Tuesday, August 5, 2008


so here we are in houston visiting my parents and doing some local mission work, and what should blow in? tropical storm eduoard. it's dark and rainy, but so far, just that- rain. remember in the good ol' days when it would rain and the news wouldn't spend all day talking about it working people into a frenzy? i went to gas up yesterday, because i needed to, and sat in line for 15 minutes! then had to change gas stations because they had sold out of gas! crazy times. not to be too harsh, i remember trying to evacuate during rita, it was scary and hot and like the bowels of humanity had been ripped open and exposed to the elements. i have never met such fear and what comes out of that. the people on the road were hostile, angry and only fighting for themselves. after going 5 miles in TWO HOURS we turned around to sit it out. then went out the next day and gave rides, food and water to those stranded on the road. we were fortunate, i realize this. other towns lost everything. but this storm wasn't even supposed to reach hurricane strength. it's not that i don't understand the worry, but the hysteria, where people are running over others in search of a bottle of water, that's tougher for me to understand. it points to a society of people that are insecure on multiple levels. here's what i think. if we were more confident in ourselves and our ability to be resourceful in times of crisis, we would be a different society of people. but as we are right now, soft and comfy, unable to handle power outages, we essentially have no coping skills. it is my fear that if true crisis were to hit, we wouldn't know what to do. this is why i feel it is so important to live a local lifestyle. plugging into people around us, that we can depend on to pick up where we leave off. we need to know how to grow our own food- whether it be one tomato plant or a yard full of veg and eggs. we need to know how to sew by hand, cook over a fire, make bread from scratch, find edible greens in the wilderness, etc. i feel like if we don't start now, our children will be left floundering. it is time that we take responsibility for ourselves and the community around us. education, outreach, community.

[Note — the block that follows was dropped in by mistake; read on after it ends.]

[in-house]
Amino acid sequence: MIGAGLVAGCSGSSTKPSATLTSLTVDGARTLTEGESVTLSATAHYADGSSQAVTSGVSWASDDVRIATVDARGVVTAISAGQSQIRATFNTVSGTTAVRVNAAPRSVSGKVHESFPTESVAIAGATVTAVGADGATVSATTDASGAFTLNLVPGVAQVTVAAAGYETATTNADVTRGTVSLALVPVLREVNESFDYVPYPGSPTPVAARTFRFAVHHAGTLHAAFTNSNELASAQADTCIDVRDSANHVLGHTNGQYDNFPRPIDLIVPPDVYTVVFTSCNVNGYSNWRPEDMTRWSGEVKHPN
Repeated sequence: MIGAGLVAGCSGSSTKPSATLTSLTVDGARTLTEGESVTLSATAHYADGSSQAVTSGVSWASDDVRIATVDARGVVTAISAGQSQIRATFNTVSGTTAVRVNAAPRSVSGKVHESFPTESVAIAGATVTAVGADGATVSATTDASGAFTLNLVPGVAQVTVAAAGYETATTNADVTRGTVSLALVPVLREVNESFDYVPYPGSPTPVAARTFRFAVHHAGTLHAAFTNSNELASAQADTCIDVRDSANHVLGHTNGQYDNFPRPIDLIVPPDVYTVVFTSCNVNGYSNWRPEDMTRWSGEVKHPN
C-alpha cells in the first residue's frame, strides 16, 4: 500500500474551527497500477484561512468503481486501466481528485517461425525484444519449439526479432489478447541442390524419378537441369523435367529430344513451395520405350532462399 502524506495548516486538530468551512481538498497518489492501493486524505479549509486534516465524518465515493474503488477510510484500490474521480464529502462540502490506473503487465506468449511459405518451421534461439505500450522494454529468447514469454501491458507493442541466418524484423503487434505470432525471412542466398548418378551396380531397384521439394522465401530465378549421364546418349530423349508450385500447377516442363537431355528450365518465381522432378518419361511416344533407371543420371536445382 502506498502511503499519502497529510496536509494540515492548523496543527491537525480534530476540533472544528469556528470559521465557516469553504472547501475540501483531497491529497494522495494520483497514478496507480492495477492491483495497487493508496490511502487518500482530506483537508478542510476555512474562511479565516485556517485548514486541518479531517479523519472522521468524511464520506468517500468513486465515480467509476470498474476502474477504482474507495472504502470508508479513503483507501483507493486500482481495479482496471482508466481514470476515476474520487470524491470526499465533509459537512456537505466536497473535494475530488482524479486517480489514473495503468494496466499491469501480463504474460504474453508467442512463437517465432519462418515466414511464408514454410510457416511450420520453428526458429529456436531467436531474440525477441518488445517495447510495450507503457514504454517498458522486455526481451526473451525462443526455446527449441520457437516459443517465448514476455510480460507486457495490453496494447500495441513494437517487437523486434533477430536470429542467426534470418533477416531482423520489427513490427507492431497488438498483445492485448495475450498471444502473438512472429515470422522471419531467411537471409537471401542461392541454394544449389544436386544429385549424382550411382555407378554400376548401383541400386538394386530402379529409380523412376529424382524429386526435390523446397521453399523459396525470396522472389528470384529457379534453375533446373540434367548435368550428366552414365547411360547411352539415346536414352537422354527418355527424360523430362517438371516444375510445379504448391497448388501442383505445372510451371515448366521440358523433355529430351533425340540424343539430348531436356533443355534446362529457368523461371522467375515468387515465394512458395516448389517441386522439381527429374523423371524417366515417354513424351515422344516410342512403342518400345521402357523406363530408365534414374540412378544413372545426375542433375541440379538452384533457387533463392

so those are my oh-so serious thoughts on this dreary day.


Anonymous said...

Wonderful post! I wholeheartedly agree!

The Kramer Family said...

Well said girlfriend!

We've had several people make 'reservations' to live on our farm in case of crisis. Its lovingly referred to as the 'compound' by some. Ha!

I most definitely do not understand the hysteria. Its proof to how helpless we as a society have been duped into thinking we are.

I'm remind of the scripture in Psalm that says, "My help comes from the LORD; the Maker of Heaven and Earth." Psalm 121:2

Farmer Brad said...

Amen sister!

More of us are returning to the country, it's a new exodus, of sort. Local lifestyle as you mentioned is key. People invested in a small community (as compared to a metroplex) and more dependent upon one another as a whole... that wasn't so strange 60 years ago. In fact, our lifestyles today are completely abnormal (and unhealthy) in a historical perspective.

"Let my people go!"

Kramer said...

This is the first generation in the entire world that has lost the basic skill to survive without the help of govt.

The kids think their food comes from grocery stores, that all animals are on happy little farms, and if you don't have the money now, well, your entitled to have it so charge it or take out a loan.

You reap what you sow. Our society has now become a nest of baby birds, all looking up with their mouths open waiting for someone to put regurgitated food in it.


Sara said...

I agree; something's definitely gone awry. Is it TV? Is it factory farming? Who knows? But I'm encouraged by people like you and those who have commented here.

I have to believe that we're close to a tipping point and that the collective consciousness will begin to shift soon. And in a healthy direction: back to our connection with nature, back to spirituality (in the purest and most loving sense of the word), back to ourselves.

Thanks for blogging. You rock.

Mandy said...

Okay. I'll keep working on it, even though my harvest this year consisted of 10 beans and 14 cherry tomatoes (that I didn't know I planted :))

Oh, and we're down to one lonely, non-laying chicken.

Hopefully, I can rely on the stores for a little longer while I keep practicing.

Keep reminding me why I am doing this. You're doing a great job!